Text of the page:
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OBGYN.net Conference CoverageFrom the ESHRE 2000 Conference Bologna, Italy
Dr. Hans van der Slikke: "Professor Lynn Fraser, we are at the 16th ESHRE Conference in Bologna, Italy, and you're this year's ESHRE President. Can you tell us what ESHRE is all about?"
Professor Lynn Fraser: "ESHRE is a Society that was founded in 1985 with the specific intention of providing a forum for both clinicians and scientists working in the area of reproductive medicine and reproductive science to get together to discuss, debate, pose questions, argue, and so on. It started in the first year or two with about 200 members, and we now have over 4,000 members in the Society. Likewise, our meetings started small and they continue to grow and grow so we have over 4,000 participants at this year's meeting in Bologna."
Dr. Hans van der Slikke: "Is this an annual meeting?"
Professor Lynn Fraser: "Yes, it's an annual meeting held in the summertime, usually the very end of June."
Dr. Hans van der Slikke: "Who were the founders of ESHRE?"
Professor Lynn Fraser: "The main founding nucleus included Professor Robert Edwards who along with Patrick Steptoe was involved in producing the first so-called test tube baby and Professor Jean Cohen from France. Those were two of the main individuals involved in forming the ESHRE Society."
Dr. Hans van der Slikke: "How many members do you have at this moment?"
Professor Lynn Fraser: "It's slightly over 4,000."
Dr. Hans van der Slikke: "Is it all European members?"
Professor Lynn Fraser: "Oh, by no means at all. The country that has the highest number of members is the United Kingdom followed by the United States of America so I think we have to redefine European."
Dr. Hans van der Slikke: "So it's also a little bit of an American society. Do you have a special position in this fertility society's world?"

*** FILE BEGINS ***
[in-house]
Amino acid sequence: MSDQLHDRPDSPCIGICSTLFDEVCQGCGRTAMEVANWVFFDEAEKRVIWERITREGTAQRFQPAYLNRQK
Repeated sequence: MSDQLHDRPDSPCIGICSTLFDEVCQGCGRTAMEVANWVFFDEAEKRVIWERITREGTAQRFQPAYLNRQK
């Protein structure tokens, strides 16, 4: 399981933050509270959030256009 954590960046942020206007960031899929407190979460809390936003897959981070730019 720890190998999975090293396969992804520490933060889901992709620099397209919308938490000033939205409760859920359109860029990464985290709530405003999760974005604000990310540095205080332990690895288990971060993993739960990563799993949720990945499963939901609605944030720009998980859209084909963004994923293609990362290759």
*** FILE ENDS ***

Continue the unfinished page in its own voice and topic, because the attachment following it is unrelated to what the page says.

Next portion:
Professor Lynn Fraser: "I think most definitely although we obviously started as a brand new society and we were an unknown quantity, I think most people would acknowledge that we are one of the two main internationally recognized societies devoted to reproductive science and medicine. Our other competitor, if you want to call it that, is the American Society for Reproductive Medicine - ASRM but of course that's only a national society whereas our name says European but in truth we are an international society."
Dr. Hans van der Slikke: "Are the topics that you address different if you compare them with the American Society or the International Society, the IFFS?"
Professor Lynn Fraser: "I'm not a regular attender at those meetings, I'm a basic scientist by training but I think the difference between ESHRE meetings and meetings of these other societies is that we always aim to have a balance between basic science and clinical presentations. Certainly for our invited speakers, we have a very good balance between clinical topics, basic science topics, and we have many sessions which are mixed so that one of the presentations will address the scientific element of a particular area and the other one will discuss clinical matters related, again, to that same area."
Dr. Hans van der Slikke: "Talking about these differences with this conference, could you tell me the headlines in your opinion?"
Professor Lynn Fraser: "It's such an exciting meeting that I'm not sure that there's any one particular set of headlines. For the second year, we have been running a press office and as a consequence we have had a number of press releases drawn up and distributed to journalists both attending the meeting as well as to various information spreading groups such as, the Associated Press, Ruters, etc. Of course we did have a press briefing on the first day which was Monday, and we decided that it would be useful to highlight the fact that we have a broad range of different areas addressed in any one of our meetings so we had a brief presentation from each of four individuals who were speaking here at the Bologna meeting. One was speaking on a clinical topic, one on a scientific topic, one on an ethical topic, and the last on a psychological topic.